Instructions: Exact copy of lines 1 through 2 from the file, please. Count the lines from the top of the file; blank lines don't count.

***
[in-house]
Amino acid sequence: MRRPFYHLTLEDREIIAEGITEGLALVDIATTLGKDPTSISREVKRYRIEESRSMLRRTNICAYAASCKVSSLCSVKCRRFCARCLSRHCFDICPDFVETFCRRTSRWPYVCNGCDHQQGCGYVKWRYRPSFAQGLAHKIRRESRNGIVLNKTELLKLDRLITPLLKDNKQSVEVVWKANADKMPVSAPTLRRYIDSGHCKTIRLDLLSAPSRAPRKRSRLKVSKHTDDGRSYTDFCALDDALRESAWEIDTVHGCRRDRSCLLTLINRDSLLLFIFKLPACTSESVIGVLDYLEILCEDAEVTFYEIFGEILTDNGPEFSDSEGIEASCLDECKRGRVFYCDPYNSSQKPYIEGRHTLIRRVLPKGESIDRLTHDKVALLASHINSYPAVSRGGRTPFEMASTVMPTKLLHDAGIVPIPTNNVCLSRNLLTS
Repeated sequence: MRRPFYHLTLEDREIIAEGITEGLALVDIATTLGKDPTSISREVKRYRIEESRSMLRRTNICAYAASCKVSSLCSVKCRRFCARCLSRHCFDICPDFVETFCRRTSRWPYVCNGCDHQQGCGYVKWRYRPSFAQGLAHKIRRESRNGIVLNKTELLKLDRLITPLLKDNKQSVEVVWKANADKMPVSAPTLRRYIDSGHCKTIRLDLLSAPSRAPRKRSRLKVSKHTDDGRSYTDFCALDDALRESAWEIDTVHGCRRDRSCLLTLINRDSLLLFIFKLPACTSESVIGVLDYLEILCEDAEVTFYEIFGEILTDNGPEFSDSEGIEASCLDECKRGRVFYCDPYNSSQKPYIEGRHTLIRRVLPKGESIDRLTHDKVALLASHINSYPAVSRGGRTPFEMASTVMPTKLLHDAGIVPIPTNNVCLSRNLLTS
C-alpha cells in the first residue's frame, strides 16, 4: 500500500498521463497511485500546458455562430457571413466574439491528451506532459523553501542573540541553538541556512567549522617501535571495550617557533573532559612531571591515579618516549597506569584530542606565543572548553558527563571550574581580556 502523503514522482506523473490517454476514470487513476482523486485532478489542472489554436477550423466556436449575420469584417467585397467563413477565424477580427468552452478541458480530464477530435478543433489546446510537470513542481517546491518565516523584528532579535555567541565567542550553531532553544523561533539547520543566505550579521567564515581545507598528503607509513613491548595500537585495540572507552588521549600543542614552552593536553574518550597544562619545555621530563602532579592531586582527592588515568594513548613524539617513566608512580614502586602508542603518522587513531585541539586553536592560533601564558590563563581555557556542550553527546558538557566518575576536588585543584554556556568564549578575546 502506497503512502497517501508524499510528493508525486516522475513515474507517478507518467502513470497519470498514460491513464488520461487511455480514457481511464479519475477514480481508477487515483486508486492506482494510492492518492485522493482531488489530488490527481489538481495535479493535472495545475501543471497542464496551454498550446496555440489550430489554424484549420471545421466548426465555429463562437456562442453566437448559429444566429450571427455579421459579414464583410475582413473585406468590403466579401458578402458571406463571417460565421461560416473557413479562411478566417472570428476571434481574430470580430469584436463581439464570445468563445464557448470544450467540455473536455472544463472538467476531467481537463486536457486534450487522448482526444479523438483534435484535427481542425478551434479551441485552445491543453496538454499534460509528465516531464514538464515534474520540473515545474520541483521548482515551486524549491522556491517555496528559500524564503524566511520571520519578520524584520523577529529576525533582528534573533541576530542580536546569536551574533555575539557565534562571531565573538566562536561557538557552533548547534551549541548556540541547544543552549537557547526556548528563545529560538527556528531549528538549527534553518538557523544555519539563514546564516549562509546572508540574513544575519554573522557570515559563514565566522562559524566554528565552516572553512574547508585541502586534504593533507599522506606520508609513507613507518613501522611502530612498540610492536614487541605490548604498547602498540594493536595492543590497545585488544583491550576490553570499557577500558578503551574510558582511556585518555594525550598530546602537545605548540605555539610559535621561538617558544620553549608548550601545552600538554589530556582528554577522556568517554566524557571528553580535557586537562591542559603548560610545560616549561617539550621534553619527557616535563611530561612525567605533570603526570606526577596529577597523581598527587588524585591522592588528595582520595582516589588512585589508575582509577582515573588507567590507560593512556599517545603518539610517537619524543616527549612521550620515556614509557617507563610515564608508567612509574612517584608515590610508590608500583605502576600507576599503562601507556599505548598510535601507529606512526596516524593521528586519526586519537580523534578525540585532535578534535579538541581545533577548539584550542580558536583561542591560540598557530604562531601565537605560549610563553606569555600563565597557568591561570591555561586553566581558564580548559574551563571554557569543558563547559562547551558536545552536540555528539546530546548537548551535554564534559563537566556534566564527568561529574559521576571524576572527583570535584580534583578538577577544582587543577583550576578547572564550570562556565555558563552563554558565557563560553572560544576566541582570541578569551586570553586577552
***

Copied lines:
[in-house]
Amino acid sequence: MRRPFYHLTLEDREIIAEGITEGLALVDIATTLGKDPTSISREVKRYRIEESRSMLRRTNICAYAASCKVSSLCSVKCRRFCARCLSRHCFDICPDFVETFCRRTSRWPYVCNGCDHQQGCGYVKWRYRPSFAQGLAHKIRRESRNGIVLNKTELLKLDRLITPLLKDNKQSVEVVWKANADKMPVSAPTLRRYIDSGHCKTIRLDLLSAPSRAPRKRSRLKVSKHTDDGRSYTDFCALDDALRESAWEIDTVHGCRRDRSCLLTLINRDSLLLFIFKLPACTSESVIGVLDYLEILCEDAEVTFYEIFGEILTDNGPEFSDSEGIEASCLDECKRGRVFYCDPYNSSQKPYIEGRHTLIRRVLPKGESIDRLTHDKVALLASHINSYPAVSRGGRTPFEMASTVMPTKLLHDAGIVPIPTNNVCLSRNLLTS